The Stow-Crats, Harry and Caroline, are very self-deprecating — they can afford to be.
Poor Lady Lucan! The TV audience found her “cold”, and thought it incomprehensible that she’d had no contact with her children for 35 years. She said: “I bumped into George once in a park. We didn’t say much.” George is her son. Her abusive husband provoked her into emotional outbursts and filmed them as evidence that she was “unstable”, so that he could get a divorce and custody of the chidren. She made it clear that people of her class weren’t allowed to experience or show emotion of any kind. It was redefined as madness. (This was clearly a shock to people who are used to reality TV, and interviewees breaking down in tears on cue.)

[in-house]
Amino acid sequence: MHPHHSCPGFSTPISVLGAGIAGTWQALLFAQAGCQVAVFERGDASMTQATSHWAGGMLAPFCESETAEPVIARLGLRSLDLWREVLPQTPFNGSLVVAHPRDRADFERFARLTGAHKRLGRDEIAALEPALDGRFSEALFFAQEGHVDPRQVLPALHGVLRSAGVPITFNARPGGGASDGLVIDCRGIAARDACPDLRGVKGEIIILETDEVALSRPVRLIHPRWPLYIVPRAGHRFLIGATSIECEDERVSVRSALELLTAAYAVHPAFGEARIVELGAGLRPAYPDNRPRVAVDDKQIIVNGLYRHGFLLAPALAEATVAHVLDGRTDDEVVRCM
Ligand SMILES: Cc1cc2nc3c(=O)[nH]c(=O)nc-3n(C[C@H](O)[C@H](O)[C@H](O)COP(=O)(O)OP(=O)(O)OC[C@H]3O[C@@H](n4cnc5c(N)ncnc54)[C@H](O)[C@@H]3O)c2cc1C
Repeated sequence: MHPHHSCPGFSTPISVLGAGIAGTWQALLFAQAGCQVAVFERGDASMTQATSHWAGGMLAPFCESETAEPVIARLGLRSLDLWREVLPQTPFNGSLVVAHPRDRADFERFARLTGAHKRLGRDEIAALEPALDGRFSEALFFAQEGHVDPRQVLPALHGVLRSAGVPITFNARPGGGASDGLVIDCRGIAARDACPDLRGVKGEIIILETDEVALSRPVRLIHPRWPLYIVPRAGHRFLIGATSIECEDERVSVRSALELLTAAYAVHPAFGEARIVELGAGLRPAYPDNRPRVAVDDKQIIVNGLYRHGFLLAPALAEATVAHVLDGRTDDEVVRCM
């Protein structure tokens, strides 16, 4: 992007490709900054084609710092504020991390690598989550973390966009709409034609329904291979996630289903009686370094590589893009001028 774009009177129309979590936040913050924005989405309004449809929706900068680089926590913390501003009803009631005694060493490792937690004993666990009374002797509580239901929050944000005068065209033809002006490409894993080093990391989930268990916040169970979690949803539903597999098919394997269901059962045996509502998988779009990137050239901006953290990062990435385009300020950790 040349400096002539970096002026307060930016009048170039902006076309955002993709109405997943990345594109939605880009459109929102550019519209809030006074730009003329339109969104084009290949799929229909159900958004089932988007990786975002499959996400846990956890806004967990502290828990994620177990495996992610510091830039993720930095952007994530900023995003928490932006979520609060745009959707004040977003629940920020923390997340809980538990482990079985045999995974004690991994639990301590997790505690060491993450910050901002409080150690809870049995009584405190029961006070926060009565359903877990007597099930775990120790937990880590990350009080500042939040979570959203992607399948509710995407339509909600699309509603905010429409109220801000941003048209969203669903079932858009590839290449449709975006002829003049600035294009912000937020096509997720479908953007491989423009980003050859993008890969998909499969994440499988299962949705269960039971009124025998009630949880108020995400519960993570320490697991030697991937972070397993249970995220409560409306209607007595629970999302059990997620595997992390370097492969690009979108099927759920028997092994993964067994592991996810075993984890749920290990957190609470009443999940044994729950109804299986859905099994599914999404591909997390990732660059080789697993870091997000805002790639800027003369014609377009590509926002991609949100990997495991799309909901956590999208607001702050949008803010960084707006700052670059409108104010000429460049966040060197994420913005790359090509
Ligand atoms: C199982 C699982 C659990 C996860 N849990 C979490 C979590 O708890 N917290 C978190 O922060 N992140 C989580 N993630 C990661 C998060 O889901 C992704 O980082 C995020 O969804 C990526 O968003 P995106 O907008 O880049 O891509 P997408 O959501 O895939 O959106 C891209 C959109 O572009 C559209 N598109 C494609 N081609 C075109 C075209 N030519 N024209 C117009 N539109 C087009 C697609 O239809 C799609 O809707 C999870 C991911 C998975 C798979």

From a Times obituary, 2014: After a rackety youth on the continent gambling and having affairs, she settled down. Her husband had to teach her how to make a cup of tea. When she moved into a flat, she wondered why it was so cold – she didn’t realise you have to turn radiators on.
It used to be the thing for Stow-Crats and Weybridges to despise all foreigners, while Bohemian Upwards fawned on them.
And more on the aristocratic lifestyle in David Cannadine's The Country House.